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Yesterday, as reported earlier a great session on Java EE 5 featured by Adam Bien took place in Lehmanns Buchhandlung in Hamburg. It was a full success, having approx. 100 developers taking part. Adam asked for the experiences with Java EE and it seemed to be a bunch of professionals. The session slides contained only headings, the rest of the story has been done in NetBeans 6.1 and Glassfish. The entire session has been executed on pretty high speed – to be honest, Adam spoke that quick I just could understand. The session took place in the bookstore, that basically sells two types of books: computer and medical. Adam noticed that the shelf to the right of him contained books on psychiatry, and pointed each time he wanted to express that the antipattern leads to…

The Speaker

Regarding the content, Adam focused on two main directions: the basic enterprise patterns and enterprise anti-patterns (this could be a good book title, btw.). General ideas, like support of DRY principle, convention over configuration and IoC, that are on my opinion the greatest achievements of Java EE 5 has been explained in a very plastic way. Especially, Adam really showed, that the bad-artifacts that made J2EE development boring disappeared in Java EE (or may be better to say: can be avoided). The last part of the talk was attended to the nonfunctional activities around the developed software. Adam focused on testing, management, monitoring, performance, etc… It was pretty interesting to see that Java EE community listens to the developer voices and push the technology towards modern, pragmatic and efficient programming platform.

During and after the session one could ask questions around the topics. Adam told a lot during the answers and proved again his excellent expertise in the Java in general and Java EE in particular. I really enjoyed the session and hope that the next one will not let us wait for several years again. Adam spoke about possible JavaFX session – this would be also very interesting.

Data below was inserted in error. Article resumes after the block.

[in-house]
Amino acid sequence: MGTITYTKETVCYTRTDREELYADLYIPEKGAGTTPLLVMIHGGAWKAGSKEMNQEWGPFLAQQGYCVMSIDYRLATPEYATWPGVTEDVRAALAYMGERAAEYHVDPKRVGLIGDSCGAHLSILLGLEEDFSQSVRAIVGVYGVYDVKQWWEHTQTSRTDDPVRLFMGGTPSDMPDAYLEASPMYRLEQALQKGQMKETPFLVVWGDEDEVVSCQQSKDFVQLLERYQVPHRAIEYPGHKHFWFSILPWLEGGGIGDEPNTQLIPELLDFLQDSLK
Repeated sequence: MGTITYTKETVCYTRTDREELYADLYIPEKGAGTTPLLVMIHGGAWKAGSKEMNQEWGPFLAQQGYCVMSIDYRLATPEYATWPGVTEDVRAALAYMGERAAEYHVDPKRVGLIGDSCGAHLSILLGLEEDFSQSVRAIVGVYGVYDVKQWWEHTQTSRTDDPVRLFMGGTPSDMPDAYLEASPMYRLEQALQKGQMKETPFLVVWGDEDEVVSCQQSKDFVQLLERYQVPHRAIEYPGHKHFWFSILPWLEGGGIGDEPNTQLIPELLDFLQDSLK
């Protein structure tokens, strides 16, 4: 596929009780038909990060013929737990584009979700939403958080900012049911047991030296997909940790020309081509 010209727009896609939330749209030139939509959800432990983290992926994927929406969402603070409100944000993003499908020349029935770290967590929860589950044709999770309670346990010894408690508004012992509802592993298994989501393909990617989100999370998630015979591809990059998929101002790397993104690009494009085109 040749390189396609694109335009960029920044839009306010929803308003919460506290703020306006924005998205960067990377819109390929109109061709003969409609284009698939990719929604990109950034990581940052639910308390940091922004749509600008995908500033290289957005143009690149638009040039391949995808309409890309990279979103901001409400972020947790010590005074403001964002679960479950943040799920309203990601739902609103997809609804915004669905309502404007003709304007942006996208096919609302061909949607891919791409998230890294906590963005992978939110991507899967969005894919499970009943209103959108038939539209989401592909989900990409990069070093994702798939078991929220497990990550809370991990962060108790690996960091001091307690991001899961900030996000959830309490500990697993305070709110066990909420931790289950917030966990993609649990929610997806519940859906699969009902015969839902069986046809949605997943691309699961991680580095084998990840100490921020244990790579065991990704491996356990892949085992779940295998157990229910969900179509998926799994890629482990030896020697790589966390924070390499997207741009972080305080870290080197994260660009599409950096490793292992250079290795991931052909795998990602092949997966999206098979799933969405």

( more photos in my photostream)

As announced in a previous post, Egon Boerger introduced his current work on Semantical Model of BPMN. The computer scientist, known by most of us through his work on Abstract Sate Machines (ASM), focused in his talk on the try to improve the BPMN with a unambigious and clear meaning. Especially, he showed in a very plastic way, how a formal specification can foster the understanding of a standard like BPMN. In doing so he reveal several weak points of BPMN concerning the meaning of splits/merges. Especially, those become a real problem if you use BPMN like a workflow language.

Egon Boerger The main message of Egon was the need of formal specification and separation of specification from implementation. He showed how this can help in order to define the semantics. I was glad, that he confirmed some statements I’m discussing in my thesis.

Another positive message was that he is in touch with the OMG and SAP guys and his propositions are not only know in academia, but also in the standardization organization like OMG. He reported about some positive feedback from them, and spoke about some contributions to the BPMN 2.0.

I really enjoyed the session, because I like this old-school-style computer scientists. They spread their meta-thinking of a very high level and precision, that sometimes drives us progmatic guyes crazy. In the same time, they establish a natural meaning of quality and foster the reasoning about the topic, we are dealing with everyday…

( more photos in my photo stream)